8 Delivering support to Dorian survivors and Onward Movement of 600 personnel from 101 Log Bde. Ex IV19 provided a valuable training serial prior to the challenges that face the Regiment on Ex DEFENDER EUROPE. The Regt has also been working hard on APT(N), aiding the survivors of hurricane Dorian. The 30-soldier detachment from the Regt has been crucial in delivering aid, working in the joint environment and providing much needed support. The Mexeflote has been vital in the operation and as Defence’s only heavy ship-to-shore capability, has been very much the work horse of the unit. In October, members of the Regt deployed on TRACTABLE, the Army's mobilisation across Europe to complete the fleet rotation of vehicles

deployed on Op CABRIT. The Port Task Group, led by OC 51 Port Squadron, has been instrumental in supporting the movement of vehicles and equipment into Europe. 52 Port Squadron has been especially busy, focusing on readiness and deployability. Despite the weather trying to dampen the Sqn’s spirits, it spent two weeks working on both trade and green skills. Led by SSgt Roche and SSgt Taylor, the Sqn deployed to Browndown Beach for a week of trade training, before deploying to Longmoor training area for a week of Soldier First training. A fantastic opportunity for the new OC and SSM, Major Goodall and WO2 Bruce, to witness what their soldiers can achieve. Sport and adventurous training September saw the basketball teams compete in The RLC InterUnit competition. Despite a difficult start, the women's team came away with the Jones, Leverton and Braithwaite memorial cups. The men's team put in a strong performance and finished third overall. This month also saw the Marchwood Dolphins winning the Williamson Trophy in a hard-fought tournament of three games. October saw the Regt enter two teams into the Bismarck Challenge, a 1 (UK) Division 4.5-mile military endurance relay. This was the first opportunity for the Regt to demonstrate to its new 2-star HQ its sporting prowess. The Regt placed 29th and 95th out of 203 teams. Of note was the CO’s rapid time of 43.47 minutes, beating the RSM's 47.01 minutes! In support of Different Travel, a travel company which raises funds on behalf of numerous charities, SSgt Doak led a team of civilians to the top of Mount Kilimanjaro. Summitting through heavy wind, rain and snow, the team raised over £42k for charity. 8 Soldiers embark on the Bismarck Challenge

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25 Training Regiment The Royal Logistic Corps LECONFIELD CO: Lt Col M A Scannell • Adjt: Capt F Harris • RSM: WO1 J Girvan In its new home 25 Regiment has reached FoC with the starting of the first Combat Logistician courses. The benefits of a centralised location for the delivery of initial trade training to all RLC CEGs are beginning to be seen as the Regt moves forward instilling Corps ethos into the newest members of The RLC. 109 Sqn The 109 Sqn instructor and administration team has been worth its weight in gold during this transition period proving more than capable in delivering the requirements that an Initial Trade Training establishment demands. The Sqn continues to deliver its mandated requirements exceeding expectations by enabling ITTTs to be introduced to training and delivering competitive teams to the Corps’ sporting and military events. Cpl Denny and Cpl Pemberton recently partook in The RLC XCountry running camp, taking with them 20 ITTT’s to give them a taste of the standard that The RLC sets. 109 Sqn aims to keep setting the standards high by motivating and inspiring young soldiers into always striving for more and never giving up. 109 Sqn continues to deliver dynamic opportunities for trainees with a hugely successful drill competition and a Battlefield Study in the pipeline. Soldiers and officers in 109 Sqn are continuously trying to modernise lessons and training with innovative thinking. 110 Sqn Jun saw 110 Sqn conduct a multiactivity adventurous training package to Low Gillerthwaite Field Centre, Ennerdale, Cumbria. Cpl Melanie Bird led the challenging training package with Cpl Shavaughn Venus acting as a dedicated Second in Command. Following the success of Capt Patrick Shelton’s adventure training package to Wales, Cpl Melanie Bird was keen to set the bar even higher on Ex NORTHERN WARRIOR. An 52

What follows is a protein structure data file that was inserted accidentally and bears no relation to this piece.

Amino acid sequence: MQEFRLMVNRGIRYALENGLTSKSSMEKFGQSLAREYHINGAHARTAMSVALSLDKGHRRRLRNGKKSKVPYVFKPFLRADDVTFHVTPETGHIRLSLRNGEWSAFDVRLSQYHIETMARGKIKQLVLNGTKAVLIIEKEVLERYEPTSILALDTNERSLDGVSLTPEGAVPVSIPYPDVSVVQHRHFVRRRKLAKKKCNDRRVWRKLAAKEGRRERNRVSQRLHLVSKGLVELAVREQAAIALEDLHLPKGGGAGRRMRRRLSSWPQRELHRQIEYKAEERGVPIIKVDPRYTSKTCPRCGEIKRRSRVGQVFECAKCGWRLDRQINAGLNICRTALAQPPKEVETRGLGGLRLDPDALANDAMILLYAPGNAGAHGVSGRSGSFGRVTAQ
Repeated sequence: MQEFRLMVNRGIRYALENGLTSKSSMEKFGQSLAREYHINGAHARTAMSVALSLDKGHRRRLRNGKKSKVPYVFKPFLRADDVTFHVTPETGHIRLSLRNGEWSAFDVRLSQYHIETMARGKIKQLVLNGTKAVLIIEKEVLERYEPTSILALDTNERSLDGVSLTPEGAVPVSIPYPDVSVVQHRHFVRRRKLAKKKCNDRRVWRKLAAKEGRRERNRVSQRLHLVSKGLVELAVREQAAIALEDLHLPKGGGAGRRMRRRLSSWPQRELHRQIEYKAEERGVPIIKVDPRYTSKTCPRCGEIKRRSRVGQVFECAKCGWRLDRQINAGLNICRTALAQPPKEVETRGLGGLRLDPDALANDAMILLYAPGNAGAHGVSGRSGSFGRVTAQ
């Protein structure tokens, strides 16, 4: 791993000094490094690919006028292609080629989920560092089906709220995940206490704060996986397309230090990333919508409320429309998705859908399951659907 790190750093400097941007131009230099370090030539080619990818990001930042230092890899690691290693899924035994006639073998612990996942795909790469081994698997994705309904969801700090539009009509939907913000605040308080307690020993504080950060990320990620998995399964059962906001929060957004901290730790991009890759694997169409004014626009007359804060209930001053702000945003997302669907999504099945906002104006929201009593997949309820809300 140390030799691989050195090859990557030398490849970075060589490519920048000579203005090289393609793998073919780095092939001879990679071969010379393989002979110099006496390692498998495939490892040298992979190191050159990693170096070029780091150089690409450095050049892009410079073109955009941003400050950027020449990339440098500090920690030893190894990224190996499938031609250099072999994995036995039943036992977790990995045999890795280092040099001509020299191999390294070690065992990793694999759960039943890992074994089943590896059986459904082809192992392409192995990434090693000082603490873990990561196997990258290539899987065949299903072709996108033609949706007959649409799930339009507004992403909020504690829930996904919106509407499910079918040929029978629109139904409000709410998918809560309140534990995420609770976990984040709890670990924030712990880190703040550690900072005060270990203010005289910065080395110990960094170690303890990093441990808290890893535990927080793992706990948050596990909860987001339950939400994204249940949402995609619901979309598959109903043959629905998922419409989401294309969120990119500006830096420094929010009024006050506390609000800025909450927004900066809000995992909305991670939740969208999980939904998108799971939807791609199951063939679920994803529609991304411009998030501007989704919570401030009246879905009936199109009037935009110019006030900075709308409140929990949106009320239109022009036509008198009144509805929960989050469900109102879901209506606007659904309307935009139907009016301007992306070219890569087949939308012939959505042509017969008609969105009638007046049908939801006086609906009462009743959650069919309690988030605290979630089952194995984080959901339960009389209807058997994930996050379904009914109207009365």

excellent opportunity was provided for permanent staff and initial trade trainees alike to push their personal boundaries and develop their competitive skills outside of the office environment. Highlights of the training included mountain biking, kayaking and mountaineering. Pte Nathan Gardner performed the roll exceptionally well in the kayak with Capt Stuart O’Hagan’s guidance. Capt Simon Lowe and SSgt Laurence Eades participated in an ambitious mountain biking route led by the fearless Sgt Komal Singh Thakuri testing their skills, balance and mental resolve. The volleyball skills of the group however left a lot to the imagination. Ex NORTHERN WARRIOR has

8 Pte Timothy Faulkener and Corporal

Chris Lawton enjoy a well-earned rest on a strenuous Mountain Biking route

paved the way for success for incorporation of individual trade trainees on future training packages. There are two more adventurous training packages pencilled in for the spring of 2020. Recognition The permanent staff are aiming to expose as many trainees to as many Corps level sports and activities as possible in their time with the Regt. The female football team narrowly missed out on being crowned Corps champions and the male team put in a strong showing to come runners up in the plate competition. The cross country, swimming, cricket and orienteering teams have also been in action. The RLC Military Skills Competition saw the trainees rewarded for their efforts with the Colonel RLC’s Discretionary Award. Cpl Jo Roberts and Sgt Nicola Galbraith were formally recognised for their support to the Regt and DST with a DLW Commendation. 8 Pte Nathan Gardner executes the perfect roll in a kayak